Stories

The IRE Resource Center is a major research library containing more than 27,000 investigative stories.

Most of our stories are not available for download but can be easily ordered by contacting the Resource Center directly at 573-882-3364 or rescntr@ire.org where a researcher can help you pinpoint what you need.

Search results for "corporate" ...

  • In the hot seat

    When reporters at NBC News began probing OSHA severe injury data in February 2019, an interesting takeaway emerged: UPS had a higher rate of heat injuries than any other company. At least 107 UPS workers in 23 states had been hospitalized for heat illnesses since 2015. In severe cases, heat can lead to organ failure and death. But regulators have little enforcement ability on this issue because there is no OSHA standard protecting workers from heat--even as climate change brings record-breaking temperatures. NBC News filed more than two dozen public records requests for state-level data -- to supplement the federal OSHA data -- and hundreds of pages of incident reports, and spoke with dozens of UPS employees, uncovering a corporate culture that exacerbated the problem. Long hours, heavy routes, fear of retaliation and sweltering trucks and warehouses pushed workers workers past their limits. Managers pushing workers to continue working when sick, and employees too intimidated to report their injuries. UPS claimed that their iconic brown trucks do not get dangerously hot, but NBC News sent five temperature loggers in packages across the country, during one of the hottest weeks of the summer. The results showed that each package exceeded 100 degrees while on a truck, with one hitting nearly 115 degrees. Drivers around the country also sent us images of temperature readings they took in their own trucks -- the hottest clocked in at 158 degrees. Between rising temperatures and the growing demands of the two-day delivery economy, dozens of UPS drivers said conditions are getting worse. Follow up stories uncovered additional injuries and more examples of UPS poorly protecting its workers from the heat. Following our story, OSHA fined UPS for a heat injury for the first time in nearly a decade.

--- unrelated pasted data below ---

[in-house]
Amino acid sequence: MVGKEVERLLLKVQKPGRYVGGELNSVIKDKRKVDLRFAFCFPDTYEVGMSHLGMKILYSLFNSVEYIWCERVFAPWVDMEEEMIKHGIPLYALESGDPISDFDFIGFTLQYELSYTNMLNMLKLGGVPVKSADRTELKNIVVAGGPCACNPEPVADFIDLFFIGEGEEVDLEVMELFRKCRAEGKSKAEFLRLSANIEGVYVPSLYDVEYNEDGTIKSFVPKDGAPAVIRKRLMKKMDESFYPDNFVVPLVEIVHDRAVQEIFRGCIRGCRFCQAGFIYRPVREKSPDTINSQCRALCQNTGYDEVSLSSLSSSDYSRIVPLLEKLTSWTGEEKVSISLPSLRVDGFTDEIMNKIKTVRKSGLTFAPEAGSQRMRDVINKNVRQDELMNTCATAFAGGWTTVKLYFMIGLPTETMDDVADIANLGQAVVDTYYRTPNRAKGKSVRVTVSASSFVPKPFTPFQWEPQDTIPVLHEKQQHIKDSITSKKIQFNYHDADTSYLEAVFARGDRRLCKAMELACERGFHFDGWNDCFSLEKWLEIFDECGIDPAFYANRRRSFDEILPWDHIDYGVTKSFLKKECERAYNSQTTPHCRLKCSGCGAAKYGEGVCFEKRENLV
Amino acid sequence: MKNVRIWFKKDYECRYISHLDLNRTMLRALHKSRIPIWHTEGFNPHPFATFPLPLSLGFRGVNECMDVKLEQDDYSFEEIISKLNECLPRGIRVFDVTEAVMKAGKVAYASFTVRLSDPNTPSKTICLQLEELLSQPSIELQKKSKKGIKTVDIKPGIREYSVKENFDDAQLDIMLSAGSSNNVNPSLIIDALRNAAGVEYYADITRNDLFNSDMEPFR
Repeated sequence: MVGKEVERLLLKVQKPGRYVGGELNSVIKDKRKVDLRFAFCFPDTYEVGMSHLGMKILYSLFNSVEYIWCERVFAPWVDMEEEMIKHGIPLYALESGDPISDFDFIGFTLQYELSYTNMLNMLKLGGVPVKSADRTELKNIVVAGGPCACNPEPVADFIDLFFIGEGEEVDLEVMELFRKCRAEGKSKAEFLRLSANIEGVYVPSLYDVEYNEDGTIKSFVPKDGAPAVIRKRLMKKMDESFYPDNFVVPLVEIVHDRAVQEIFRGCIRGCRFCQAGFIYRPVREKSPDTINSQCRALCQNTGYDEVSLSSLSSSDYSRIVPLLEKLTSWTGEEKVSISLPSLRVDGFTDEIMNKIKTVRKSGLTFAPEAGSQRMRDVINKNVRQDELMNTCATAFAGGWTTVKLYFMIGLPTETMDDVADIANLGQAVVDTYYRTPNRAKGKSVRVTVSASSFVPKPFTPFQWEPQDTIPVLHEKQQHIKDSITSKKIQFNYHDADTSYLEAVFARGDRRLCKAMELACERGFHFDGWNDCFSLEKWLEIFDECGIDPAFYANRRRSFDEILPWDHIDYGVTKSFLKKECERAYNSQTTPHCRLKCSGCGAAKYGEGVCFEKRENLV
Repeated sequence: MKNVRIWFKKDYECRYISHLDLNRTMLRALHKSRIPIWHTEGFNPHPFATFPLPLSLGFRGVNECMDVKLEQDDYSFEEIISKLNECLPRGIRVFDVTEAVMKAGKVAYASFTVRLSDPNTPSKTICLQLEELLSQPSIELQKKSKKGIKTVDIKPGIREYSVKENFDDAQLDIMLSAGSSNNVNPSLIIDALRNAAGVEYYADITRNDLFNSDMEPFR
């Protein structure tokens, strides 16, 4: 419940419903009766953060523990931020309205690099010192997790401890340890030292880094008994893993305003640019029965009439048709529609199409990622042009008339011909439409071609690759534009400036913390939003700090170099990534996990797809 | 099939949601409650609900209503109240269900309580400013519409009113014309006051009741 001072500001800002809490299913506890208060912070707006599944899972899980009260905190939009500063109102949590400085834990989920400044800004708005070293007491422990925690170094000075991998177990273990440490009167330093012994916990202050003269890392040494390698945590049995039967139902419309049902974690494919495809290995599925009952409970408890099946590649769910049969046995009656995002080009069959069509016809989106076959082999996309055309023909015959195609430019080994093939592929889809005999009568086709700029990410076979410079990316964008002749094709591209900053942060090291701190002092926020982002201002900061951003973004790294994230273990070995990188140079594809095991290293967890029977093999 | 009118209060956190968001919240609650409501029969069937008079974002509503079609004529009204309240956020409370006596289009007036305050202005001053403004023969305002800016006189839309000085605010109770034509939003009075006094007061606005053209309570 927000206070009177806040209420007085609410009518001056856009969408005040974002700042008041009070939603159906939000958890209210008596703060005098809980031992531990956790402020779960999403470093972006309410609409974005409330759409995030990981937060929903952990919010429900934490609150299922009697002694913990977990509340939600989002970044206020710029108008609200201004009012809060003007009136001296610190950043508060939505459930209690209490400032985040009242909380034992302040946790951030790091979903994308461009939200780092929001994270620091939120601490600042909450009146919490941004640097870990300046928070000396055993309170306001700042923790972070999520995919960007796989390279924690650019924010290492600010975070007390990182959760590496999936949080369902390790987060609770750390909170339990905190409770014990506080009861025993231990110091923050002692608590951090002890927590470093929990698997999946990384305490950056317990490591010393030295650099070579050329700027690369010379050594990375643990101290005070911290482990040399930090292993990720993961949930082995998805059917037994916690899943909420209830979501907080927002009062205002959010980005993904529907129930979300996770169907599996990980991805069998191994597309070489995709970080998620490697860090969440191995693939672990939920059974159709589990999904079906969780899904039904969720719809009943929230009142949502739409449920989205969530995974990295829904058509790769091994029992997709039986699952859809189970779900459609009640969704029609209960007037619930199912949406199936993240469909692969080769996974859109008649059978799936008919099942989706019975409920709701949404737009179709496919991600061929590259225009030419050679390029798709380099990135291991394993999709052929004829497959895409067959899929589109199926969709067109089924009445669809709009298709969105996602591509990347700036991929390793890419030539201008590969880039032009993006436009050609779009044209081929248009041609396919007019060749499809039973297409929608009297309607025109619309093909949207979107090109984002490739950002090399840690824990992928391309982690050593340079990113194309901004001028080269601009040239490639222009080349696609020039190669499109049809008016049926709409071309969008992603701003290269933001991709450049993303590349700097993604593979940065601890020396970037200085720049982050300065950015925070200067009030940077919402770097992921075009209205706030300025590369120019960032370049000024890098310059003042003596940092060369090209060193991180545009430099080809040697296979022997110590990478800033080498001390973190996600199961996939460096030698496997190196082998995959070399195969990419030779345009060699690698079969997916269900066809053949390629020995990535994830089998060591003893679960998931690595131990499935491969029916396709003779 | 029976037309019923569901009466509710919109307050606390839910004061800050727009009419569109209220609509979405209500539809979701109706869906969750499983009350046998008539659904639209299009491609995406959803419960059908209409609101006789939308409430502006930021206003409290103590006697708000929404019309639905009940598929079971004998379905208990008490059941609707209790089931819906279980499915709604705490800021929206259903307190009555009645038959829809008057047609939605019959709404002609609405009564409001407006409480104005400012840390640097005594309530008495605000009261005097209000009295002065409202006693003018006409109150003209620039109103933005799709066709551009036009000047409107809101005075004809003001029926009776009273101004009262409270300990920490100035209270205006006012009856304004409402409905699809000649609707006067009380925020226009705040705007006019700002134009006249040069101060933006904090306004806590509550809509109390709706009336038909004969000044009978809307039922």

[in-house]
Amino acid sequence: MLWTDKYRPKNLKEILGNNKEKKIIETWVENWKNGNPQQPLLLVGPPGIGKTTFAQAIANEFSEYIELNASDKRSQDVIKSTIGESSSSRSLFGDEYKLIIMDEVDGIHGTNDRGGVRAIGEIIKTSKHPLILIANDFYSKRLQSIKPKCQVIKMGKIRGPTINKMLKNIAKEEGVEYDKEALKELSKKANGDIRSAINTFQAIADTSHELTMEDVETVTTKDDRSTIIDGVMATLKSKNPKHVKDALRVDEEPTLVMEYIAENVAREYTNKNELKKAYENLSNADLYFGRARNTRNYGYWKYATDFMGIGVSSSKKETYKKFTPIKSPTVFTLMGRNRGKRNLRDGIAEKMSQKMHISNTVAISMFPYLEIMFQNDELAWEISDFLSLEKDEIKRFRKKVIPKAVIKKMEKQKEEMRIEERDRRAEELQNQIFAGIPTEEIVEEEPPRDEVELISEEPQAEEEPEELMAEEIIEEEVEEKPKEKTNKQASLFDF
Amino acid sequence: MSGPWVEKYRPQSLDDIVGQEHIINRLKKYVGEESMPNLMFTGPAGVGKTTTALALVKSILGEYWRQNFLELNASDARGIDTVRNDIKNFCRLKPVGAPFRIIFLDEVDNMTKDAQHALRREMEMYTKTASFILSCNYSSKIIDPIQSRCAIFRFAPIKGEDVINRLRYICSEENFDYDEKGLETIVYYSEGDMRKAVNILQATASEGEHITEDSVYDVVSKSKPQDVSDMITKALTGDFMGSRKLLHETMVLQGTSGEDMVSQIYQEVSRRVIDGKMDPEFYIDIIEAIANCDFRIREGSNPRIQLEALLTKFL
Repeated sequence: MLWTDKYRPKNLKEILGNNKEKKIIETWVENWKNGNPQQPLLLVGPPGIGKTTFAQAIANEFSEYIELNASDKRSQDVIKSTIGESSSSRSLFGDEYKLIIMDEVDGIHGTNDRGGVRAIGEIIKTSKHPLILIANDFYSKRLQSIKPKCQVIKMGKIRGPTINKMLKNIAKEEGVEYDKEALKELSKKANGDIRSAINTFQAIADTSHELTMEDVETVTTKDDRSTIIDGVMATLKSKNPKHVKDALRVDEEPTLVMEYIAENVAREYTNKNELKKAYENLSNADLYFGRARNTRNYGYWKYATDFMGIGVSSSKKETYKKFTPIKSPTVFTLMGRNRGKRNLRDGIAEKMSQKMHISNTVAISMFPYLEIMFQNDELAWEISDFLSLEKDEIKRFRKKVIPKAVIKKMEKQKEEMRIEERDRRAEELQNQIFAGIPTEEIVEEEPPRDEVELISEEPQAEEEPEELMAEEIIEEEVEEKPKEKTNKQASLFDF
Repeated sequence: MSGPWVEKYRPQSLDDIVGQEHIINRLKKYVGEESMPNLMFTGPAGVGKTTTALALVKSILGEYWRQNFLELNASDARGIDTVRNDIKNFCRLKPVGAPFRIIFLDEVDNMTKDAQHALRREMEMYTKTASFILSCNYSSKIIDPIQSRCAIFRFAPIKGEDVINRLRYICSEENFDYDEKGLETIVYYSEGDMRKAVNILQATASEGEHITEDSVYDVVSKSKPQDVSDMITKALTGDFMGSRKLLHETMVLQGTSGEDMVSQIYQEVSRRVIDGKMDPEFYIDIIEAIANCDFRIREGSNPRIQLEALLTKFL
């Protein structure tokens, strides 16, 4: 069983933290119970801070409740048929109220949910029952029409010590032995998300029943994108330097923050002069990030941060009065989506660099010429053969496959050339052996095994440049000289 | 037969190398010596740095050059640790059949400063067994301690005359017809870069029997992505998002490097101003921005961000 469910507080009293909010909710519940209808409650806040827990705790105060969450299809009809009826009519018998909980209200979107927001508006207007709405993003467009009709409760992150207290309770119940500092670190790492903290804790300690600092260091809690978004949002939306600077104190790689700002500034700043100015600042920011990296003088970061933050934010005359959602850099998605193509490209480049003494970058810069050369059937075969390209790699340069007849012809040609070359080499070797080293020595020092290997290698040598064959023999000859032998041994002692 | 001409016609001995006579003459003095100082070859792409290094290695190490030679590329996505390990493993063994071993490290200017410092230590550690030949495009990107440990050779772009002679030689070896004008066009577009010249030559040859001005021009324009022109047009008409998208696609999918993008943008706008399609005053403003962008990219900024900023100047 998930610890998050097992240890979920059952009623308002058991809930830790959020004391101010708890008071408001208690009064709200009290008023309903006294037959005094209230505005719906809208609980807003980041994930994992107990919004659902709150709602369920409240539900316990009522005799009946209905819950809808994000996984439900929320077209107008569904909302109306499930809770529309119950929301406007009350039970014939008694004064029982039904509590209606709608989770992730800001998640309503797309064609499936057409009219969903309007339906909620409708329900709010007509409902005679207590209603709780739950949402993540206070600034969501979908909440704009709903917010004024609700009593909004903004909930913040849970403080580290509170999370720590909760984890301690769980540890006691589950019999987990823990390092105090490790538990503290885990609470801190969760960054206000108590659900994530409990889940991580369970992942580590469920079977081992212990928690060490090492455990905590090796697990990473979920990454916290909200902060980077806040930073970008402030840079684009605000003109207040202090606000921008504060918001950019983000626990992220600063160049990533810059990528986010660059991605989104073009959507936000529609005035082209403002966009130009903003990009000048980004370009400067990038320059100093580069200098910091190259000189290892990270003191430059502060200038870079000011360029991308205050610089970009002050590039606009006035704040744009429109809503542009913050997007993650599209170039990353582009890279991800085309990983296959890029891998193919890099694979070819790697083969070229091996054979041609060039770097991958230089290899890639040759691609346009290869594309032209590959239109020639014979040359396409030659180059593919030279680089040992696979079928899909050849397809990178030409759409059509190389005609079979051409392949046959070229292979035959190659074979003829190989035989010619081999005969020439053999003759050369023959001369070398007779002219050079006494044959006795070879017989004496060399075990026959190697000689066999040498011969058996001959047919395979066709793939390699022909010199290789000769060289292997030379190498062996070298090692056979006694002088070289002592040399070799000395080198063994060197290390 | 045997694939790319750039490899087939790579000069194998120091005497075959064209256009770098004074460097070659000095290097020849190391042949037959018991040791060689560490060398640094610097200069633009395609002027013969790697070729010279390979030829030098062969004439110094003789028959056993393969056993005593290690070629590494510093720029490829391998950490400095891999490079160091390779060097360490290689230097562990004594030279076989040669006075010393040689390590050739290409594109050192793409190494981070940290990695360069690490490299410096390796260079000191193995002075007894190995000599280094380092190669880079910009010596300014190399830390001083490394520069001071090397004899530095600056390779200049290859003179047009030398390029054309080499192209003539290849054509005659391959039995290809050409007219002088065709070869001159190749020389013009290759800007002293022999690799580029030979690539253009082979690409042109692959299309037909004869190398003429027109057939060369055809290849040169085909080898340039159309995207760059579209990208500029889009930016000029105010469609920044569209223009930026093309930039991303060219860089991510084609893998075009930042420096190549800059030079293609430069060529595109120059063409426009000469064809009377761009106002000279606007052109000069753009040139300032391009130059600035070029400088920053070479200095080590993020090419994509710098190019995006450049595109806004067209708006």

• The Texas Observer and Grist with The Investigative Fund: Too Big to Fine, Too Small to Fight Back

    Citgo refineries spew thousands of tons of chemicals into the air, degrading air quality and putting human health at risk. Despite Citgo's revenues hitting north of $40 billion, the Texas Commission on Environmental Quality lets the company off easy. For her investigation in The Texas Observer, in partnership with Grist and The Investigative Fund, Naveena Sadasivam dug into how the TCEQ has fined corporate polluters $30 million for air violations, not much more than the $24 million imposed on gas stations, a significant percentage of which are owned by immigrants, just for record-keeping errors. The disparity between TCEQ's treatment of mom-and-pop operations versus large corporations favors those with money and power. The agency rarely punishes big polluters, often because of a legal loophole, and when it does levy a fine, lawyers negotiate big reductions in penalties. As a result, environmental advocates and small business owners say there's a fundamental unfairness at work with the way TCEQ treats the businesses it regulates.
  • Bad Blood: Secrets and Lies in a Silicon Valley Startup